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  • Claire Castillon


01 Aug 2017


Hippolyte Bouigue and his perfect retreat from the world ...

From the land of Intendance, Frangipani and Flamboyant trees, this is a story of a family's real estate passion project. It is called « Anbalaba », but it could also be called the perfect retreat.

"En bas, la-bàs", in Baie du Cap, in Mauritius’ authentic, wild south... as he speaks, Hippolyte Bouigue gestures outward, suggesting a scope that extends beyond the horizon. When the weather is at its most perfect, it is in fact possible to glimpse Reunion Island from Baie du Cap. Hippolyte Bouigue is talking about the real estate project he is developing here. A village consisting of villas, houses and apartments, on land overlooking the local hamlet, set on the flanks of a hill. In Mauritius, the siren song of tourism has long been sung by promoters – a song of sunsets and picture-perfect lagoons. But those who intone it sometimes lack compassion. The Bouigue family, for their part, have a clear philosophy when it comes to real estate.


Hippolyte’s father first became enamoured with the island in 1976. He settled here, to understand it, to really love it, before daring to build upon it. Then there was Cecilia, his daughter, who tired of accounting and dreamt of farming essential oils in South Africa. Her father said yes to his daughter’s imagination, yes to the essential oils farm, but wanted to create it in Mauritius. Father and daughter meet with landowners to settle on the perfect location. Having knocked on the door of the Saint Felix Estate, the young girl falls in love. It happens in the blink of an eye when your heart is in the right place. Cecilia gets married. The ties become permanent. The idea of an essential oils farm fades away, but her father realises that real estate development offers myriad possibilities in Mauritius. He purchases 15 hectares of sloping land overlooking the sea and sunset. Anbalaba is slated to emerge from here, one day, soon. But when, how?


Hippolyte, the son and brother, joins the fray. He looks like a banker – he has been, in another life. He could be a promoter – perhaps he is. It’s easy to imagine him as a kitesurfer, an entrepreneur, someone who loves a challenge – it’s hard to tell. But his voice is too frank and open, his gaze reveals too many good intentions, for him to be a cut and dried businessman. Of course, the issue at hand is a real estate project. But far be it for him to smash up the landscape by setting his villas on the crest of the hill and scattering houses and apartments over its slopes, leaving the local population with broken-open scenery and helicopters circling overhead.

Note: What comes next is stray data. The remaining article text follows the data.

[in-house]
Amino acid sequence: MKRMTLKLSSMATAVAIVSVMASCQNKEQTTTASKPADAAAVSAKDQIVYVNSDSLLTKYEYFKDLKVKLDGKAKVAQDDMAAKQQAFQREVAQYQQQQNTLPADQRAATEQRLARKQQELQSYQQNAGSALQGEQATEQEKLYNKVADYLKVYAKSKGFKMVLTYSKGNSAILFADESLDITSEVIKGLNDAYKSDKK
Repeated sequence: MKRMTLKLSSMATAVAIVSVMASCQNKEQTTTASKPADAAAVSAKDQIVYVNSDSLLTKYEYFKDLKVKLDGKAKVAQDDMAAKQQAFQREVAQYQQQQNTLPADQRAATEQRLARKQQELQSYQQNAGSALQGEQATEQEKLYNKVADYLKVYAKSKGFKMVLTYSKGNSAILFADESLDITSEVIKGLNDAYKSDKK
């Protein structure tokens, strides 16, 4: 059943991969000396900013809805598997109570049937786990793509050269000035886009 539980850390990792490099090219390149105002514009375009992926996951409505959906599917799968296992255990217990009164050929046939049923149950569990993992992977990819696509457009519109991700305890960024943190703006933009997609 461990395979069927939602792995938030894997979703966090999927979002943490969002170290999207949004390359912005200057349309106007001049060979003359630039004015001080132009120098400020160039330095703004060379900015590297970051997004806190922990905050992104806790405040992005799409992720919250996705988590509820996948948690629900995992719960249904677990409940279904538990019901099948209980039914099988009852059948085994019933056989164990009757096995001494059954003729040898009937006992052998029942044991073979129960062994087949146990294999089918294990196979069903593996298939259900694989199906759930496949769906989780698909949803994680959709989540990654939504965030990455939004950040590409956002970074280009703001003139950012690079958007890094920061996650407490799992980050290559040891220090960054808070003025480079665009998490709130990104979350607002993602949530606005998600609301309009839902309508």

No, what he intends to do, right here in Baie du Cap, is to create a harmonious village and breathe life into the entire south of the island. Beyond the enclave of the luxury real estate development, he is creating a landscape that brings together both the Baie du Cap villagers of and the inhabitants of Anbalaba. This inclusive mixed-use space, home to shops and restaurants, must become a regional hotspot. The idea of creating cultural and sporting events excites him. Everything is a matter of punctuation to him. It will require endurance, but he has the appetite. He also plans to create a foundation, to help people improve their quality of life. It will provide vocational training for local workers. When flyers explaining the Anbalaba project were distributed to Baie du Cap’s inhabitants in February, Hippolyte Bouigue received CVs, ideas, requests. One lady asked him to create a preschool. Another suggested a library. Every idea is carefully considered – nothing is impossible. An accountant from the village was hired onto the team. People who today spend twenty minutes travelling to La Gaulette or Chemin Grenier to shop for food will have a supermarket on their doorstep.


Hippolyte Bouigue is also...

Hippolyte Bouigue

... on a quest to improve the Baie du Cap football team, to create “Green Missions” to clean up the beach from time to time… The key is not to count the pennies, but to work with and rely on others. As if to illustrate this, Hippolyte Bouigue hates dashes; he prefers hyphens. Clearly, he is breaking new ground in the world of promoters. Real estate projects sometimes do have a soul. And promoters don’t necessarily have dollar signs for eyes. Sometimes they fall in love with a gaze, a landscape, a soul, an attitude. Their enthusiasm allows them to lay the seeds of incredible new projects…which take root and rise towards the heavens, as proof of their good faith.

Claire Castillon

Hippolyte Bouigue

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